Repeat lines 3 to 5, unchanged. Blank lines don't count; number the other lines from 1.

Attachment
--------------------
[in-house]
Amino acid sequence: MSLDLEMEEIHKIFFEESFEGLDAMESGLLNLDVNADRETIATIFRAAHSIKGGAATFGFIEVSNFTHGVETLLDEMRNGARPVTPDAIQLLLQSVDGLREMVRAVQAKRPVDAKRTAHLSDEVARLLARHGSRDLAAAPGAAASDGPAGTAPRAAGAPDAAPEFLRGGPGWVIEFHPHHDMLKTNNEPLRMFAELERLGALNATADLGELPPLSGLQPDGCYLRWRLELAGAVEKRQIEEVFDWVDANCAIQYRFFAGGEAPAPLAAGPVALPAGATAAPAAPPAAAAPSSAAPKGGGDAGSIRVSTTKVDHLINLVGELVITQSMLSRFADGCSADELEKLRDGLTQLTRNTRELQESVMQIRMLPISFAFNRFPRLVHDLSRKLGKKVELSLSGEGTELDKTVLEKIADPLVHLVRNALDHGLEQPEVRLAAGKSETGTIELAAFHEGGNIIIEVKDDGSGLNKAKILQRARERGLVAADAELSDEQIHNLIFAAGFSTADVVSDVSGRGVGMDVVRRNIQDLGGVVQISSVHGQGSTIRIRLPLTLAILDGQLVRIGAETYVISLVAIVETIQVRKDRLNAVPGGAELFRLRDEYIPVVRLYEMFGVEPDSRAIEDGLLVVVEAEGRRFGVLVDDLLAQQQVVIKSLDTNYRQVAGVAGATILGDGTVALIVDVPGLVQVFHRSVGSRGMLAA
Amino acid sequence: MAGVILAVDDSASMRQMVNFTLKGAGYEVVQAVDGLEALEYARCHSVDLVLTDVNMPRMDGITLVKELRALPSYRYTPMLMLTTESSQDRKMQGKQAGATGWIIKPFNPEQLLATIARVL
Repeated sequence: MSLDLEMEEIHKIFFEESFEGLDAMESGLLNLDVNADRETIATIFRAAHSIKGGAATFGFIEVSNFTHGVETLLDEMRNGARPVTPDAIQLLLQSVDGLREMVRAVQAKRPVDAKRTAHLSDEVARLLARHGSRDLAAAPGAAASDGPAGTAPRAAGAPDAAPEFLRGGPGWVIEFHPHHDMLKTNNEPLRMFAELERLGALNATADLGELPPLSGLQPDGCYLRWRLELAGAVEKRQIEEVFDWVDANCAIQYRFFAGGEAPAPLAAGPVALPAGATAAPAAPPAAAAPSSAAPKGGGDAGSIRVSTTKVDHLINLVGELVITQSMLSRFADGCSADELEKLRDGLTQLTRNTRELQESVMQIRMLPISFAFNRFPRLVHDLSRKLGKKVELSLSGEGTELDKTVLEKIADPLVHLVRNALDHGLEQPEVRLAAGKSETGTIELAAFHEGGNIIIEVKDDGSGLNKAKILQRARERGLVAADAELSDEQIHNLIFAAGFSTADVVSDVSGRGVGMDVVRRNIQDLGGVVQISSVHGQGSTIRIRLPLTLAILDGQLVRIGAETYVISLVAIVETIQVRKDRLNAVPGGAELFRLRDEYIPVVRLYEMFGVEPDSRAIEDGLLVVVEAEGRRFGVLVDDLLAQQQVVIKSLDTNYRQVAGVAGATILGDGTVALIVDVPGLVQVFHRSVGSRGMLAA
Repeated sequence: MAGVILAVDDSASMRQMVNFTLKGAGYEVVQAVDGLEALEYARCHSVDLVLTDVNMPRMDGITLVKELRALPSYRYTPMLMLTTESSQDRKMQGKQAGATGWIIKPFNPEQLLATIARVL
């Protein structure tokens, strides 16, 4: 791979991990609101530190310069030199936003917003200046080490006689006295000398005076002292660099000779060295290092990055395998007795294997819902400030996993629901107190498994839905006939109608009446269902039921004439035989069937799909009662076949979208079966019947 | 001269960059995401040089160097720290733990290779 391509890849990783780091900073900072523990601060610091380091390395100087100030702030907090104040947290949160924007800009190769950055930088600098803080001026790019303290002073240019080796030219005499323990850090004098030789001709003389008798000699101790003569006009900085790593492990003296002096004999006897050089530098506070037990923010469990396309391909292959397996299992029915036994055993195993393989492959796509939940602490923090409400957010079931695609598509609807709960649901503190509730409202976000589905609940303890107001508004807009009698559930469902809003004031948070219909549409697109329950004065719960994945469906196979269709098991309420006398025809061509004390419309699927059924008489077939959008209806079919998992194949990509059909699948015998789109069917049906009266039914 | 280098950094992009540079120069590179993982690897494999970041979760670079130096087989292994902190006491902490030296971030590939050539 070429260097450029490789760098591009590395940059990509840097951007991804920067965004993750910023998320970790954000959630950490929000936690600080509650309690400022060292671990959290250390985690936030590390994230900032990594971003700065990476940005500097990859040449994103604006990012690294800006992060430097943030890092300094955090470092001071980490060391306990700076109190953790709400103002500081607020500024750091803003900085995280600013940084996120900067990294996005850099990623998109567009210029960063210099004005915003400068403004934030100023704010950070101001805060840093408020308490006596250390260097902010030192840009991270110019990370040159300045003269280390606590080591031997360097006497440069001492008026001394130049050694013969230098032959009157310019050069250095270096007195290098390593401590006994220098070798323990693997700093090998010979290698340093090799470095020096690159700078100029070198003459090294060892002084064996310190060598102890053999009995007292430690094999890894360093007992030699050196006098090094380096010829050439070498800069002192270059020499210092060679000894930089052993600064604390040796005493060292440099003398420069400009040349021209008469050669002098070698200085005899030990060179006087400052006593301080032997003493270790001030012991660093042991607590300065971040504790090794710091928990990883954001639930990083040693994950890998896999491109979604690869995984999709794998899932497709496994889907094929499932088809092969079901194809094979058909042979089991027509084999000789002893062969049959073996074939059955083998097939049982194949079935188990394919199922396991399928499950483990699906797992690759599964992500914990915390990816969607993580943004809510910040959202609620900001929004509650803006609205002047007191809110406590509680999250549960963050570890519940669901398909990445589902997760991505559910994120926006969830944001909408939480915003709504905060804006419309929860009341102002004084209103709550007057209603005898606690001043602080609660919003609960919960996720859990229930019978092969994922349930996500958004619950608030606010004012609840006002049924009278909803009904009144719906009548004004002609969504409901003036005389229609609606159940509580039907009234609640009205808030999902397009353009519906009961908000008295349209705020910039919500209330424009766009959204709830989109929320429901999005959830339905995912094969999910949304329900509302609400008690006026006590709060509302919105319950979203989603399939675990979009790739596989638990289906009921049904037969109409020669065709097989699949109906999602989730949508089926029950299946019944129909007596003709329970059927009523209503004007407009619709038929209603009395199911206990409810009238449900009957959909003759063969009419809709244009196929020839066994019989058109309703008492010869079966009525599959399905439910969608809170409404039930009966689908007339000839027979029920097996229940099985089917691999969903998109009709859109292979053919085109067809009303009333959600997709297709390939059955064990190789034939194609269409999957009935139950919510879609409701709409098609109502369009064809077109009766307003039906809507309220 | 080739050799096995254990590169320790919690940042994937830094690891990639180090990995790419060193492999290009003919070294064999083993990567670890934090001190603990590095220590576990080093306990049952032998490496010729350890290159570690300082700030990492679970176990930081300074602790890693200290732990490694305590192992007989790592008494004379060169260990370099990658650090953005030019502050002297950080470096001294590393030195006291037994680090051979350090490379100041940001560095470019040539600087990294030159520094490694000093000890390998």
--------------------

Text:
Amino acid sequence: MAGVILAVDDSASMRQMVNFTLKGAGYEVVQAVDGLEALEYARCHSVDLVLTDVNMPRMDGITLVKELRALPSYRYTPMLMLTTESSQDRKMQGKQAGATGWIIKPFNPEQLLATIARVL
Repeated sequence: MSLDLEMEEIHKIFFEESFEGLDAMESGLLNLDVNADRETIATIFRAAHSIKGGAATFGFIEVSNFTHGVETLLDEMRNGARPVTPDAIQLLLQSVDGLREMVRAVQAKRPVDAKRTAHLSDEVARLLARHGSRDLAAAPGAAASDGPAGTAPRAAGAPDAAPEFLRGGPGWVIEFHPHHDMLKTNNEPLRMFAELERLGALNATADLGELPPLSGLQPDGCYLRWRLELAGAVEKRQIEEVFDWVDANCAIQYRFFAGGEAPAPLAAGPVALPAGATAAPAAPPAAAAPSSAAPKGGGDAGSIRVSTTKVDHLINLVGELVITQSMLSRFADGCSADELEKLRDGLTQLTRNTRELQESVMQIRMLPISFAFNRFPRLVHDLSRKLGKKVELSLSGEGTELDKTVLEKIADPLVHLVRNALDHGLEQPEVRLAAGKSETGTIELAAFHEGGNIIIEVKDDGSGLNKAKILQRARERGLVAADAELSDEQIHNLIFAAGFSTADVVSDVSGRGVGMDVVRRNIQDLGGVVQISSVHGQGSTIRIRLPLTLAILDGQLVRIGAETYVISLVAIVETIQVRKDRLNAVPGGAELFRLRDEYIPVVRLYEMFGVEPDSRAIEDGLLVVVEAEGRRFGVLVDDLLAQQQVVIKSLDTNYRQVAGVAGATILGDGTVALIVDVPGLVQVFHRSVGSRGMLAA
Repeated sequence: MAGVILAVDDSASMRQMVNFTLKGAGYEVVQAVDGLEALEYARCHSVDLVLTDVNMPRMDGITLVKELRALPSYRYTPMLMLTTESSQDRKMQGKQAGATGWIIKPFNPEQLLATIARVL